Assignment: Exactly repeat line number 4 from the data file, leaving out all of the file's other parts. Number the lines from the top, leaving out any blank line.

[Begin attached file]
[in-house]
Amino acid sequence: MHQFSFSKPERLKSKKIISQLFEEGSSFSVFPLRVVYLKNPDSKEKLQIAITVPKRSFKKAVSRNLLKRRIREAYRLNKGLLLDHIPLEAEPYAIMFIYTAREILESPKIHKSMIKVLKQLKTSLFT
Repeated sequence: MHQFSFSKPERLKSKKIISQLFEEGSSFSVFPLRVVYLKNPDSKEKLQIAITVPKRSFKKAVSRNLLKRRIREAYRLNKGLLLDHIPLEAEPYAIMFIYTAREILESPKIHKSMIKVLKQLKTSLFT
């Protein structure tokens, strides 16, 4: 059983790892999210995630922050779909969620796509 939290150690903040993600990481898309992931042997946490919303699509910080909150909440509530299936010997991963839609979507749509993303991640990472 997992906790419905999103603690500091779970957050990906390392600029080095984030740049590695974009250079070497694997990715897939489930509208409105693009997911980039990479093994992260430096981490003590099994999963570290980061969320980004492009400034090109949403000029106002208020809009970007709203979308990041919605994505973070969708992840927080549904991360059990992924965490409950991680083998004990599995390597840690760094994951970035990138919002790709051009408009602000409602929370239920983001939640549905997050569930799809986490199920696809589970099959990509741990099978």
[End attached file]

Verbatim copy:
């Protein structure tokens, strides 16, 4: 059983790892999210995630922050779909969620796509 939290150690903040993600990481898309992931042997946490919303699509910080909150909440509530299936010997991963839609979507749509993303991640990472 997992906790419905999103603690500091779970957050990906390392600029080095984030740049590695974009250079070497694997990715897939489930509208409105693009997911980039990479093994992260430096981490003590099994999963570290980061969320980004492009400034090109949403000029106002208020809009970007709203979308990041919605994505973070969708992840927080549904991360059990992924965490409950991680083998004990599995390597840690760094994951970035990138919002790709051009408009602000409602929370239920983001939640549905997050569930799809986490199920696809589970099959990509741990099978």